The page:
L ess than three months before Sgt Pepper was released, on 12 March 1967, the Observer took a bemused look at the craze for military uniforms. ‘Pop patriotics? Dandyism? Consolation for having missed national service?’ There was plenty of brocade, brass and scarlet on show in the pictures, in which ‘very pale young men’ (and the occasional woman) struck fey or faintly confrontational poses.
Interrogated about what it all meant, the military fashion purveyor of choice, 26-year-old Ian Fisk of Portobello Road boutique I Was Lord Kitchener’s Valet, responded laconically. He didn’t know where the craze came from, wouldn’t reveal where he got his stock and, ‘What next? He doesn’t care.’ camo material by the yard
His customers were slightly more forthcoming. ‘I wouldn’t mind if I found a bullet hole,’ said one. ‘Fancy dress for soldiers, that’s what it was… in the first place. They look good on us, so what?’ said another. Asked where they wouldn’t wear uniform, suggestions included, ‘Aldershot, Sandhurst. No point in inviting someone to punch you’ and ‘within a mile of my mother’.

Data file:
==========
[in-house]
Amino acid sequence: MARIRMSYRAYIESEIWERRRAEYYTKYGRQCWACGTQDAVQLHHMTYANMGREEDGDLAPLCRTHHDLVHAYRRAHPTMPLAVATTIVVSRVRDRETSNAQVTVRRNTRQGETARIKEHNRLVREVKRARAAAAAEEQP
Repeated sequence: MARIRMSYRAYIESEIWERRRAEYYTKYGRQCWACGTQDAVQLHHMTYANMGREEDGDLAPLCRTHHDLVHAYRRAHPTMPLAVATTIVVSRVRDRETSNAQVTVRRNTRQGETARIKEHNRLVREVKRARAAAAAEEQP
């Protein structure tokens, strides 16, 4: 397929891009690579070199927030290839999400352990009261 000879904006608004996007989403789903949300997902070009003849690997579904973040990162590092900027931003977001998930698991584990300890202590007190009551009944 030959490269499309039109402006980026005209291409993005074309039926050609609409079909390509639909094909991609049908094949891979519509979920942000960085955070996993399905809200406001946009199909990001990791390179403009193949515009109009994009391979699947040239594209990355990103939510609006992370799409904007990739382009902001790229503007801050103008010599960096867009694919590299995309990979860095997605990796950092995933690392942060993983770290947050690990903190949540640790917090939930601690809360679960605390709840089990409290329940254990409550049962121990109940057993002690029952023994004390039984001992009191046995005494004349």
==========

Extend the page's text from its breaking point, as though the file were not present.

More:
Fisk, who had recently opened a second store in Soho, was selling modified uniforms for about 10 guineas. Some of the adjustments were necessary because it was still a criminal offence to impersonate a member of the armed forces. Mazin Zeki, 18, of Muswell Hill, had been prosecuted for exactly that (his defence? ‘It’s fashionable and smart.’) Other modifications were purely for the purposes of extra fabulousness: a fashion duo called ‘Hypno-ties’ were ‘making up lace cravats and ruffles to add a dash’.
army asu uniform Some experts were willing to advance theories about why dressing to kill had become so popular among the young. The editor of Tailor and Cutter magazine saw a yearning for adventure. ‘They’ve got the same feeling for the heroic and dramatic as any other generation… a uniform satisfies just that.’ The manager of an army surplus store saw things more prosaically. ‘The clothes are cheap, warm and practical and the trousers have lots of pockets to put things in. It’s no more subtle than that.’